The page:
Still, folks without siblings shouldn’t despair: All that research into siblings came along with research into only-children. The stereotype of the spoiled only child, scientists found, was mostly just a myth.

Read the full story, here in the TIME Vault: The New Science of Siblings

Read next: Facebook Reveals How Common It Is For Siblings to Have The Same First Initial

Listen to the most important stories of the day.

TIME Family

Runner Wins 3 Marathons in 8 Days to Help Pay Son’s Medical Bills

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"He gives me the energy shot to pick me up and carry me through to the finish"

Bryan Morseman, a runner from Western New York, runs marathons for two reasons. A lifelong runner, he enjoys the sport, but he also uses the prize money to help pay his infant son’s medical bills. Last month he ran three marathons in eight days—two of them back back-to-back—and won them all.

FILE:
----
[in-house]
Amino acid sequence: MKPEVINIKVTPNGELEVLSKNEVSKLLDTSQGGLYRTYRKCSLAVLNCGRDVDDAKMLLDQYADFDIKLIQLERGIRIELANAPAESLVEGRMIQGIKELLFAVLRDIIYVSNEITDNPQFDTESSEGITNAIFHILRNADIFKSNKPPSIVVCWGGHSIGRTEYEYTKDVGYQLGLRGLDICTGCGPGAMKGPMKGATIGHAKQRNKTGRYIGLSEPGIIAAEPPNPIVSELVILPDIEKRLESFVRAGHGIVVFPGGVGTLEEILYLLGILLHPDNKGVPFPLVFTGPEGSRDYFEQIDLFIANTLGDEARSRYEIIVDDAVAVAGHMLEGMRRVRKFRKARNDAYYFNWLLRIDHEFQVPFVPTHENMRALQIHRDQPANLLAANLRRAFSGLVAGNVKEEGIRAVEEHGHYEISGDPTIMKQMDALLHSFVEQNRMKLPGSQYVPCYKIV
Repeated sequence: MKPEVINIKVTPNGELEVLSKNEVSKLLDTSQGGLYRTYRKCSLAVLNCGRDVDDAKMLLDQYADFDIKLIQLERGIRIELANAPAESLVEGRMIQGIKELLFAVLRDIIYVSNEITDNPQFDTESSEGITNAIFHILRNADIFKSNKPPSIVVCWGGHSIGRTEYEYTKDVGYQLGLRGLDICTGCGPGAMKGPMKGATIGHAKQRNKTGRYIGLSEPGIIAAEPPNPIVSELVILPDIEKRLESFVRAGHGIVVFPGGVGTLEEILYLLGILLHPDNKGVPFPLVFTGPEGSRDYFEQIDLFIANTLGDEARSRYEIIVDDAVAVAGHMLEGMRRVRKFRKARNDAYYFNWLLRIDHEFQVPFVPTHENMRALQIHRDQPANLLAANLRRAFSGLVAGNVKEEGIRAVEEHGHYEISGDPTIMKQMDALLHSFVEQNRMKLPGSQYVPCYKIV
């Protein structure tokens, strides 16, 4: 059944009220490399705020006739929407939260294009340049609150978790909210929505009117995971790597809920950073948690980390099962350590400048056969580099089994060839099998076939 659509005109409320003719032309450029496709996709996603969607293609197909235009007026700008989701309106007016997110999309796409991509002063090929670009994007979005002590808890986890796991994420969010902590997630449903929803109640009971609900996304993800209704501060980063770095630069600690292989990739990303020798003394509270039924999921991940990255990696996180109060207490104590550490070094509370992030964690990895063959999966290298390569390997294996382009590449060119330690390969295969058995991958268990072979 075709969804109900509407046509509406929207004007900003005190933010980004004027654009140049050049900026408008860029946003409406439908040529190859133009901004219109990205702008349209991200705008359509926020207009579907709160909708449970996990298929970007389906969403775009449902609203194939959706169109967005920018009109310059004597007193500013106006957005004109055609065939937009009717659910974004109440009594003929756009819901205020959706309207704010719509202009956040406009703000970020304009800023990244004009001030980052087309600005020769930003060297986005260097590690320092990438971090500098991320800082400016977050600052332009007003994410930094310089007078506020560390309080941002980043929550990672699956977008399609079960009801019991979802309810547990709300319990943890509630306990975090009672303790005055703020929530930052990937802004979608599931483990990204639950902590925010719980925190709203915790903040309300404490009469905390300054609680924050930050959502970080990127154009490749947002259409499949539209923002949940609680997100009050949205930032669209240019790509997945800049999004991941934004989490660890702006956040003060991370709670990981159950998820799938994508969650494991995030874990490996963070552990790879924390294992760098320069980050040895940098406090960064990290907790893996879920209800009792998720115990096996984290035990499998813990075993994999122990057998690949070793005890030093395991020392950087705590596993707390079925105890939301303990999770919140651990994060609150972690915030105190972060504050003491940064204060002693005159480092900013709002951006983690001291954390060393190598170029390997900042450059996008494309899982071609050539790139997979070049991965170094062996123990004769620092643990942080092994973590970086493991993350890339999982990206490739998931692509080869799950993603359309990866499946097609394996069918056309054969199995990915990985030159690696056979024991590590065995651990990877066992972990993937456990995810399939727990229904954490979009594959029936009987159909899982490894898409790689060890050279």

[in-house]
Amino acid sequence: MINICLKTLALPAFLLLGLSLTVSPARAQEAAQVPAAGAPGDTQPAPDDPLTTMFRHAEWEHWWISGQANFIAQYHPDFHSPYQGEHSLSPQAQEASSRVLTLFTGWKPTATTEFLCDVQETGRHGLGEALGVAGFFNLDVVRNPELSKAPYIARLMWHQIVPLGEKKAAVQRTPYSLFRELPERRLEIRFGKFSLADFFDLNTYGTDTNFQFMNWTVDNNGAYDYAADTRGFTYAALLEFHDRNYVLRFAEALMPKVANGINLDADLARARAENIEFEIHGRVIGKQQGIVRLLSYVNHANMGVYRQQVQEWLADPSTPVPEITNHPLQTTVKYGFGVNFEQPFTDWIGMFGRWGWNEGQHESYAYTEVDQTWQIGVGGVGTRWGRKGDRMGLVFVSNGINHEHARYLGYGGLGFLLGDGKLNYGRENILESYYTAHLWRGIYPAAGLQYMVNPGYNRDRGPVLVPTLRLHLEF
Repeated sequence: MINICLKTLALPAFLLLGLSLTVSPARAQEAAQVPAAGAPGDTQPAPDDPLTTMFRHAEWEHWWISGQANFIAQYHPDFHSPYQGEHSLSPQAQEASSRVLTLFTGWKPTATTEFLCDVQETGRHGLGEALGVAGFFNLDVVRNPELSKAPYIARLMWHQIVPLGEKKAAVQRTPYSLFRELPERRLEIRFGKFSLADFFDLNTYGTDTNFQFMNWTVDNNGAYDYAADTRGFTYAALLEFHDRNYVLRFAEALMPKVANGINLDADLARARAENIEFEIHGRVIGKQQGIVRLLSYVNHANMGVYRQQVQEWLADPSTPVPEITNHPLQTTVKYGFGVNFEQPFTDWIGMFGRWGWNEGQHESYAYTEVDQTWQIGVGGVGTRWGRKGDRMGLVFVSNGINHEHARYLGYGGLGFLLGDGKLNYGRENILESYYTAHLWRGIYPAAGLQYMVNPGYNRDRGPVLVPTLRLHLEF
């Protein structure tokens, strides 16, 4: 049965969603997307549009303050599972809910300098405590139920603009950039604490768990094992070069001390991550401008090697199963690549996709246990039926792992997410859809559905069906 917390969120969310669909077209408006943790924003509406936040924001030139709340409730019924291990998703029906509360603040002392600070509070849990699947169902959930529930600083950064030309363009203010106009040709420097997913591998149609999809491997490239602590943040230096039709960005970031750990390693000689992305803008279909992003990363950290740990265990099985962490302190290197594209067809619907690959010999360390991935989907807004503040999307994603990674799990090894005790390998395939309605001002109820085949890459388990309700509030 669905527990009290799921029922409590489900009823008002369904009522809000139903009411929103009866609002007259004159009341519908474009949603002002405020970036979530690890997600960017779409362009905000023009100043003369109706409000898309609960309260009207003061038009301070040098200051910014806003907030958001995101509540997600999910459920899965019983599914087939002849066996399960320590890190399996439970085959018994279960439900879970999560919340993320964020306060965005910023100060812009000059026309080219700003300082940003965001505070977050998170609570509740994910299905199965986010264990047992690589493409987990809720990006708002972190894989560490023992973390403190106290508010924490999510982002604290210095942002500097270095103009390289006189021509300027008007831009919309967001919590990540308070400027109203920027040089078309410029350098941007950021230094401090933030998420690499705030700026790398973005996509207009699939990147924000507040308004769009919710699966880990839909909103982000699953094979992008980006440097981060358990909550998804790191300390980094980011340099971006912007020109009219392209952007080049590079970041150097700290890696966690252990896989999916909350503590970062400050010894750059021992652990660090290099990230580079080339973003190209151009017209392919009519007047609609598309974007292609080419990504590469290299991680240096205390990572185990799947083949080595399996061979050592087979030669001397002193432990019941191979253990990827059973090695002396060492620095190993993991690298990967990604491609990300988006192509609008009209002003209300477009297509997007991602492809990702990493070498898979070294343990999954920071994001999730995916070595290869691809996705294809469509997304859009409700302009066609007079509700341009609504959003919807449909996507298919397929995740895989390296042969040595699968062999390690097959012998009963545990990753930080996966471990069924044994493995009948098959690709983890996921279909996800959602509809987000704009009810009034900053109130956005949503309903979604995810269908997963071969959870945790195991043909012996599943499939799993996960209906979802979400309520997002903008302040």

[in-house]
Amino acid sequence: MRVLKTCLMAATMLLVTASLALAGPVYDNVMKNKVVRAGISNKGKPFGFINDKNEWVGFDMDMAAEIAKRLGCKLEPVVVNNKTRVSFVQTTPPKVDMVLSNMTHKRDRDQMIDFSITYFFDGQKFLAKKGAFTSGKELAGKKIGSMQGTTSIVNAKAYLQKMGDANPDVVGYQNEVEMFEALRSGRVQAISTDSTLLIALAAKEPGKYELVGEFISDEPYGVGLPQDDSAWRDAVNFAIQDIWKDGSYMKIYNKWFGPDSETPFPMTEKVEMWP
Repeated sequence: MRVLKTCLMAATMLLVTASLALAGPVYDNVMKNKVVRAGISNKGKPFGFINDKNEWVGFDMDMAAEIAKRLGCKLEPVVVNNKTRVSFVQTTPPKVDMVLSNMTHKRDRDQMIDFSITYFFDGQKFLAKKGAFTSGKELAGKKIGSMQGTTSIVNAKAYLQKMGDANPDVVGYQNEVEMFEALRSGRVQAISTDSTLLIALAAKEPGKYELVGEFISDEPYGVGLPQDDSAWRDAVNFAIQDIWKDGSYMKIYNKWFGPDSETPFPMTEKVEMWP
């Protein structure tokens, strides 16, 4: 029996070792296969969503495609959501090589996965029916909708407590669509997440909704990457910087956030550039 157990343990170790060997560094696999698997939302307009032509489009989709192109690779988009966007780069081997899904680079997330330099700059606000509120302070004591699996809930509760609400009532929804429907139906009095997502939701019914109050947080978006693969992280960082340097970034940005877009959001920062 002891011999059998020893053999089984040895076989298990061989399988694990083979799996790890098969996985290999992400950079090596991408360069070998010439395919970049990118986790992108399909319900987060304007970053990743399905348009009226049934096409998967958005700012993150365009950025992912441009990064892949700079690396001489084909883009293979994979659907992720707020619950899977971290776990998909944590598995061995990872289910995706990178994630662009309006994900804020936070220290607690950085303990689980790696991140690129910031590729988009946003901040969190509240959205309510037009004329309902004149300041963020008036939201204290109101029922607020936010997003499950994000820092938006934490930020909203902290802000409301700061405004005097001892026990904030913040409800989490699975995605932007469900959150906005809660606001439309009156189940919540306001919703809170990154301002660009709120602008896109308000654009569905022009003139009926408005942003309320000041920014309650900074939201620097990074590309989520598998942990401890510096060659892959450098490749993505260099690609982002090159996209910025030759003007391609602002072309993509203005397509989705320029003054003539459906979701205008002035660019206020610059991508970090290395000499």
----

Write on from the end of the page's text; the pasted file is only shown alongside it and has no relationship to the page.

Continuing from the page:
The Rochester Democrat & Chronicle has Morseman’s full story. His son, Leeim, has spina bifida, a congenital spine defect that poses a variety of health problems and can leave a child unable to walk if left untreated. He has physical therapy three times a week but still might not be able to walk.

“Every time I’m in a race I think of him and how my pain is nothing compared to what he has gone through,” Morseman, told the Democrat & Chronicle. “He gives me the energy shot to pick me up and carry me through to the finish.”

On March 14, Morseman went to Alabama and won the Montgomery Marathon. The next day, on the way back to New York, he stopped in Cary, N.C., and won the Tobacco Road Marathon. On March 22 he went to Virginia Beach and won the Yuengling Shamrock Marathon. He took home a total of $5,750 in prize money.